In high-profile Bangalore South, two women activists make political plunge

While Manorama has worked for Dalit women for decades, Nayak has chaired the Karnataka Child Rights Commission.

By: Express News Service | Bangalore | Updated: April 17, 2014 2:47:41 am

As senior BJP leader and five-time MP H N Ananth Kumar and former UIDAI chairman and Congress candidate Nandan Nilekani fight for the Bangalore South Lok Sabha constituency, two women, known for their social activism, are making their political debut from this formidable battlefield. Nina P Nayak, AAP candidate, and Ruth Manor-ama from the JDS are positioning themselves as qualified alternatives to the two national parties in Bangalore South.

While Manorama has worked for Dalit women for decades, Nayak has chaired the Karnataka Child Rights Commission.

Manorama said national parties have not addressed the core issues concerning women in the areas of education, employment and safety. “They only bring up these sensitive issues during election time and forget about it afterwards. This is unfair to the women voters who rely on them,” she said. Manorama’s campaign also focuses on issues like the depleting water table in the city and corruption in the city’s civic departments.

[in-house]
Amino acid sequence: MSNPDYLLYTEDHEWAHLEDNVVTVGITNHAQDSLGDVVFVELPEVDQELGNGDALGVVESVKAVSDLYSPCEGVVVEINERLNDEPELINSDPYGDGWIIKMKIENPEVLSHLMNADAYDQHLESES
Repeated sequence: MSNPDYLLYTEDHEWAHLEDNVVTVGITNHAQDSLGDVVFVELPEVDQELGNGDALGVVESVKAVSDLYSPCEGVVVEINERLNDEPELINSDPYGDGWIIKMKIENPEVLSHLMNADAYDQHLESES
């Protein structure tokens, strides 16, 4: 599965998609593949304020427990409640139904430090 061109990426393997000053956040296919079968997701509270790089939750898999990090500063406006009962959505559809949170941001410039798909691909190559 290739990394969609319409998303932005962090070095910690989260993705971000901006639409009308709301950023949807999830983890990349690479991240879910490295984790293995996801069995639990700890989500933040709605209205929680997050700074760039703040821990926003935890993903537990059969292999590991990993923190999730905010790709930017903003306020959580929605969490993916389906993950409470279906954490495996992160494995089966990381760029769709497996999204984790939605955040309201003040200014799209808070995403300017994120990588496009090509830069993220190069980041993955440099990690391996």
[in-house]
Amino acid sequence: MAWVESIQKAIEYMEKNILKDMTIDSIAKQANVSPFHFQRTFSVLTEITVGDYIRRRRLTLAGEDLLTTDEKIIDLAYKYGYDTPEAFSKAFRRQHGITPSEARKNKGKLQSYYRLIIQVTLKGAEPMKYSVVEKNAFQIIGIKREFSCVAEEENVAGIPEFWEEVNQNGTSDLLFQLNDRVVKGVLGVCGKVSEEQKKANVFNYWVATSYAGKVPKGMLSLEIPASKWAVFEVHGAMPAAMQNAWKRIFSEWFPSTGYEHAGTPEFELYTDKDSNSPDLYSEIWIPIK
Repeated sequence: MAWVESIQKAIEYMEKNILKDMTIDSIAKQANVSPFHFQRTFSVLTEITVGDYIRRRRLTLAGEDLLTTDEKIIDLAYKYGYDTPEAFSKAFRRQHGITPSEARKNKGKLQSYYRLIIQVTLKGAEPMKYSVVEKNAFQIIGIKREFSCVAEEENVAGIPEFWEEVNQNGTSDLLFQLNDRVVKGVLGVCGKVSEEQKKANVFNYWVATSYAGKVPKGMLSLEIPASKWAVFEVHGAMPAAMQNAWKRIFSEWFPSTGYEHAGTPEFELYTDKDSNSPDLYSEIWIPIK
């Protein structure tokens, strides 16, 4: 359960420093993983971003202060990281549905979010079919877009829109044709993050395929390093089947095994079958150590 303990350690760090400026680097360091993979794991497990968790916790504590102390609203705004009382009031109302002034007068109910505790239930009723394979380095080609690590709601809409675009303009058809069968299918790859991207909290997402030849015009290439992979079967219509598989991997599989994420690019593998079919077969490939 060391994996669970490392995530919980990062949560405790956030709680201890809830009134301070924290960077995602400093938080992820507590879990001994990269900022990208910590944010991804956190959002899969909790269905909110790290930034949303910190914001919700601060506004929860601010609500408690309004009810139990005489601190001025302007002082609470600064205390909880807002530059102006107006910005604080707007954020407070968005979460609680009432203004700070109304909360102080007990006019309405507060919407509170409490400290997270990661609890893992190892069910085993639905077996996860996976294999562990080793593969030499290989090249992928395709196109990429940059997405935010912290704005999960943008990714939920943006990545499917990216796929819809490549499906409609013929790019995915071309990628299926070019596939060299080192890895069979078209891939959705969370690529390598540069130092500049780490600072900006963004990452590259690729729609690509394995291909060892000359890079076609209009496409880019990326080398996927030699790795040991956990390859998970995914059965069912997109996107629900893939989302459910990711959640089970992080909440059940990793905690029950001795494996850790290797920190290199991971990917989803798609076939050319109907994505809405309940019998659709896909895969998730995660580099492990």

Though low-profile, the two women candidates represent the inclusion of grassroots social workers into mainstream politics. The AAP’s Nina P Nayak said that were it not for the party, she would never have contested the elections. “These so-called national parties are neck deep in scandals, corruption charges and controversies and indirectly they are putting our national image at stake,” she said. The political novice said a rigorous campaign has made her confident of winning the Lok Sabha seat. “The AAP has brought about a change in the mindset of the people. Voters are no longer interested in whether you are a national or an international figure. What matters to them is what you will do as a leader,” she said.

Nayak’s campaign is centered around traffic woes, waste segregation and other civic issues. She has also talked of empowering Residents Welfare Associations and setting up ward committees with designated helpline numbers. “This setup will help us directly connect with the people about their concerns and we can consult experts to seek solutions,” she said.

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